The main antagonist is shared between the labyrinth, and later on, with Collin. While the labyrinth poses a constant threat to the Icarii, Collin becomes a threat to the main character when he discovers that she is not who she claims to be. Collin turns from a pleasant person to a despicable, tremendously cruel human.
Bullying is very visible throughout this book. The main character is thrust into a situation that she doesn’t want to be in in the first place and is not prepared for the challenges before her. While she doesn’t handle herself well, she also doesn’t deserve the treatment that people give to her. I cringed at the way Collin would treat “unnamed,” and it nearly made me stop reading this book altogether. The interactions between these two characters (along with “mob mentality”) show just how dangerous bullying can be when no one decides to stand up for what’s right and for the person being bullied.
⇒ Fending for oneself
There isn’t a good example of friendship in this book. The closest glimpse the reader gets into a “friendship” is between the main character and the Executioner. While a sense of comradery is attempted to be built in Fates, the moment someone does something wrong, they are thrown to the wolves…quite literally.
⇒ Facing Reality
“I didn’t mean to trick you. I didn’t want to, but you were so kind, and I was so scared, and I didn’t know what to do. And then it was too late and I couldn’t find a way to tell you the truth because I…I didn’t want to think about her being dead, and I knew if I told you it would hurt you even more than it was hurting me. She was my friend. My best friend. Pretending to be her, it was almost like it kept her alive, and I know that’s no excuse, but I wasn’t ready to face it.”
The main character has a major issue with facing the reality of her situation. While her reactions are understandable, they still aren’t right. She spends a majority of the book wishing for everything to be different, which inhibits her from being able to grow, adapt, and move on.
⇒ Paying for your Mistakes
“You’re just like all the monsters in this graveyard. You’re worse than the monsters, because they can’t help being disgusting and vicious and cruel. You chose to do this. You ruined my sister’s name and memory.”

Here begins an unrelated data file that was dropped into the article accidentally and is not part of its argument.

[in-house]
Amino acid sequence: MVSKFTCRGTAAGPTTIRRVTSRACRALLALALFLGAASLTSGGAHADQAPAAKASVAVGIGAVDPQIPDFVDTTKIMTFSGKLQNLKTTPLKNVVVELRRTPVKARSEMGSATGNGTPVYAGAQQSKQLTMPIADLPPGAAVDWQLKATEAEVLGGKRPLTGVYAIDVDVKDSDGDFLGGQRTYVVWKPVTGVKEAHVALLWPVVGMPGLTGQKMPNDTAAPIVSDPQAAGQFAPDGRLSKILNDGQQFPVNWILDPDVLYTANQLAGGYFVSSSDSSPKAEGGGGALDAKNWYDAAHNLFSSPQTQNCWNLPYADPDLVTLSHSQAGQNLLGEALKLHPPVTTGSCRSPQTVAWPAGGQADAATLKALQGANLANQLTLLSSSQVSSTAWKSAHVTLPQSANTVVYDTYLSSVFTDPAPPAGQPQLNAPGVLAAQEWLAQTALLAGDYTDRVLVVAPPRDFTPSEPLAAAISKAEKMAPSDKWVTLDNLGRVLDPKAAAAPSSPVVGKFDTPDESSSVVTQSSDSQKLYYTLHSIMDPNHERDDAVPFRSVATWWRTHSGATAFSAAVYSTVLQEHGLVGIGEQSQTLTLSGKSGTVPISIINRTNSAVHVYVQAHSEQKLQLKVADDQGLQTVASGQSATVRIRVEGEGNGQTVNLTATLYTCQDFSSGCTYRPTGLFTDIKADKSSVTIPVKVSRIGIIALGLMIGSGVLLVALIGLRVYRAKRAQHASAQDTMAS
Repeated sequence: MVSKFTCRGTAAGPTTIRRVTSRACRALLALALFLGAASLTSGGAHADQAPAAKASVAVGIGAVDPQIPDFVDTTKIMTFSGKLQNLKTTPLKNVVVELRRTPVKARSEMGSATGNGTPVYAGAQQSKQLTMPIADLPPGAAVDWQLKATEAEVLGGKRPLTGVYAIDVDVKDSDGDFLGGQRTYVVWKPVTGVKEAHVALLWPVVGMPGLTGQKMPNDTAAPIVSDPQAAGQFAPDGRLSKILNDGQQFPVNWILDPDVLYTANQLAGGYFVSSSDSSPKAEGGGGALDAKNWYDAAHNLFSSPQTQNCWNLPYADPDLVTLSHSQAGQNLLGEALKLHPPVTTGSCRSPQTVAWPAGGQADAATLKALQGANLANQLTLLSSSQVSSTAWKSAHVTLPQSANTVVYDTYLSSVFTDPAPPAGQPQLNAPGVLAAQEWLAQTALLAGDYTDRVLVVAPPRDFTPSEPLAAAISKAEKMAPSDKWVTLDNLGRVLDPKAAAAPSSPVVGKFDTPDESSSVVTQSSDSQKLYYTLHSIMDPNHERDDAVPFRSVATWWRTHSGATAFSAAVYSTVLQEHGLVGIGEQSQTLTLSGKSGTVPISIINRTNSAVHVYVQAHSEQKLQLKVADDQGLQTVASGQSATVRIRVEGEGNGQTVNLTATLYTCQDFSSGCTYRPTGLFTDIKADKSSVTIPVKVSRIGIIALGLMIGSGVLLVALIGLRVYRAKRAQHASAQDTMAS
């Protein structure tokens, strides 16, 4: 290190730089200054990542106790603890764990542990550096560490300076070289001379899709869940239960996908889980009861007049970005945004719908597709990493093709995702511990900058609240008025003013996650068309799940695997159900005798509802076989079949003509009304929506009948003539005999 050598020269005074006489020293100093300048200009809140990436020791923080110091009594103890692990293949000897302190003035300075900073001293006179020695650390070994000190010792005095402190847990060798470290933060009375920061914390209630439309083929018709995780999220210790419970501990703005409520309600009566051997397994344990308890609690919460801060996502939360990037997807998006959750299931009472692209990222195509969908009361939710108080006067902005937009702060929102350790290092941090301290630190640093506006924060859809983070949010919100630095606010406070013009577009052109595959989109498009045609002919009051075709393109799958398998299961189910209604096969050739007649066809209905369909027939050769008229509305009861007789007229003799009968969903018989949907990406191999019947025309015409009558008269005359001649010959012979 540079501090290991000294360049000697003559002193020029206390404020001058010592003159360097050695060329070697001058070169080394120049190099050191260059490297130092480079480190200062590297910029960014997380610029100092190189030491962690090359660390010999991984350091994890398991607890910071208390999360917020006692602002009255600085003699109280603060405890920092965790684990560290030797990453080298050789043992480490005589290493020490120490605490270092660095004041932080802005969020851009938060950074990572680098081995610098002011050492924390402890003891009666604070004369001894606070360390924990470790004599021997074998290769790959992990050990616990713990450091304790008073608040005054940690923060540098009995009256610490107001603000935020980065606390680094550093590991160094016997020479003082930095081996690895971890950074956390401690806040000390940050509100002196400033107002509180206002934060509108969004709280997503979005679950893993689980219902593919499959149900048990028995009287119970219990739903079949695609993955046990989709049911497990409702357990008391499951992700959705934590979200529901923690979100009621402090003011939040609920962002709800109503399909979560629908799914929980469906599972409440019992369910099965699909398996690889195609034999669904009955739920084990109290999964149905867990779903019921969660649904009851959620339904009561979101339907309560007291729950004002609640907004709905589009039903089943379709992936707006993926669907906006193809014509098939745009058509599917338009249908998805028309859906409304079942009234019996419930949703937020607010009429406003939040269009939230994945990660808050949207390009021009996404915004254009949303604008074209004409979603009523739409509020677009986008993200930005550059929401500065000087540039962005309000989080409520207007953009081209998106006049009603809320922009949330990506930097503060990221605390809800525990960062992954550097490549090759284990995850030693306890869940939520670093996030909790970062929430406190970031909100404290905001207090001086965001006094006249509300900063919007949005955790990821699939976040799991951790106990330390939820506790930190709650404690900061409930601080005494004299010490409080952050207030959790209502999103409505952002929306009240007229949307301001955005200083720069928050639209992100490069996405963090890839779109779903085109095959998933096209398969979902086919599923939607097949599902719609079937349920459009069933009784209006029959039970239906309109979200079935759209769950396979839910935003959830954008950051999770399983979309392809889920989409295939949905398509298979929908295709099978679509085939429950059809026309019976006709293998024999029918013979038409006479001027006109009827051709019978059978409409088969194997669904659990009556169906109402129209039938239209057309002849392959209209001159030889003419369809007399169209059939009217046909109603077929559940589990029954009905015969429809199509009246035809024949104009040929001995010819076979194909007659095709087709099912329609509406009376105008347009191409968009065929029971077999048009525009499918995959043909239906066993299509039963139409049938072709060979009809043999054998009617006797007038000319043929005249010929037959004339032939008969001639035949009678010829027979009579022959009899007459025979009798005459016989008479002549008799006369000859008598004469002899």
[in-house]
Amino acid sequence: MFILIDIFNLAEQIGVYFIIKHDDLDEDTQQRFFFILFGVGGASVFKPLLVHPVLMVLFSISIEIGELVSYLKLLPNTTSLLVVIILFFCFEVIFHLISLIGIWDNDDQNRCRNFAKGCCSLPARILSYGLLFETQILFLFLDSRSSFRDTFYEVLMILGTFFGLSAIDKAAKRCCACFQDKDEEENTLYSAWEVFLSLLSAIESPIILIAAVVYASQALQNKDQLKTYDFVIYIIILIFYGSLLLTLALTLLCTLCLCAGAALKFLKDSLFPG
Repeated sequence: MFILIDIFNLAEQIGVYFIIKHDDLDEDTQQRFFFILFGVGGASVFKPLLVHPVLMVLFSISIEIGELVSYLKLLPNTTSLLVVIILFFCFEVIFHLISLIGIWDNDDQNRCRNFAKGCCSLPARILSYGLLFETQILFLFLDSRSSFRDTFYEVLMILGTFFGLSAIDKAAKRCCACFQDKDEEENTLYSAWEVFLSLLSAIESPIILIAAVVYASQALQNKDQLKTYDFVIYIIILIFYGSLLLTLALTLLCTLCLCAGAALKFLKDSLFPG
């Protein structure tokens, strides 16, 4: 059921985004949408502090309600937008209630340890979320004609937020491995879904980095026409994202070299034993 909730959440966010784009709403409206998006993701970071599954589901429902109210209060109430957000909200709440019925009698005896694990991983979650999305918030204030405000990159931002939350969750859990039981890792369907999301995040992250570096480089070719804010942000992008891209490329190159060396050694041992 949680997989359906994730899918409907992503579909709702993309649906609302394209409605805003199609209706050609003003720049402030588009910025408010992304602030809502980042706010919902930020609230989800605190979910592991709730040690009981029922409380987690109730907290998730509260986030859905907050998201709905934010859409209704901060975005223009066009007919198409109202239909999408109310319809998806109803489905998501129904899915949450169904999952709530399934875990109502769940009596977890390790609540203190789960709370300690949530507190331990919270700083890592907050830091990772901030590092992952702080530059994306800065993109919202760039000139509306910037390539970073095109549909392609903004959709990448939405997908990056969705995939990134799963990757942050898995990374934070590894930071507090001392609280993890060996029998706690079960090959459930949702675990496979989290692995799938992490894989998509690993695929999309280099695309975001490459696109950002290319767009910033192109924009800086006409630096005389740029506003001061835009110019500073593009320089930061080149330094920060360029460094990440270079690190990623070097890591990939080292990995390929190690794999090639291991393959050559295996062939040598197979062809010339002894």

Another rather negative theme visible was paying for the mistakes that were made. Instead of any type of decency or attempt to understand where a person was coming from, a cruel punishment was given instead. Several characters experience this treatment, especially the main character.
Things that I liked:
⇒ The way the plot was constructed around the original mythological tale.
⇒ The Executioner’s character complexity.
⇒ For the most part, it was romance-free.
Things that I didn’t like:
⇒ The overall brutality.
⇒ The major variation in pacing.
⇒ The feeling that the backstory was somewhat incomplete and therefore, left unexplained.
⇒ The main character’s passiveness when she was being bullied and abused, her general character being rather annoying, and the weird masochistic qualities that surfaced at a few points in time.
⇒ There is little detail given on character description across the board.
Overall, I wasn’t a fan of this book. The gore and dismal atmosphere overpowered anything else in the story and kept me from enjoying it much–not that I found much to enjoy. While I liked how it was a creative twist on the original mythological tale, I felt that a lot of the plot was left unexplored, the characters underdeveloped (and unlikeable), and uncomfortable topics being focused on that weren’t redeeming in any way. This may be a case of “it’s me, not you,” but I also don’t think that action scenes and suspense make for a solid plot alone.
Vulgarity: Surprisingly, none!
Sexual content: As stated in the content warning at the beginning of this review, there was a scene that felt like it was leading up to something, and then another scene where rape was actually attempted.
Violence: Quite a lot, including very gory scenes.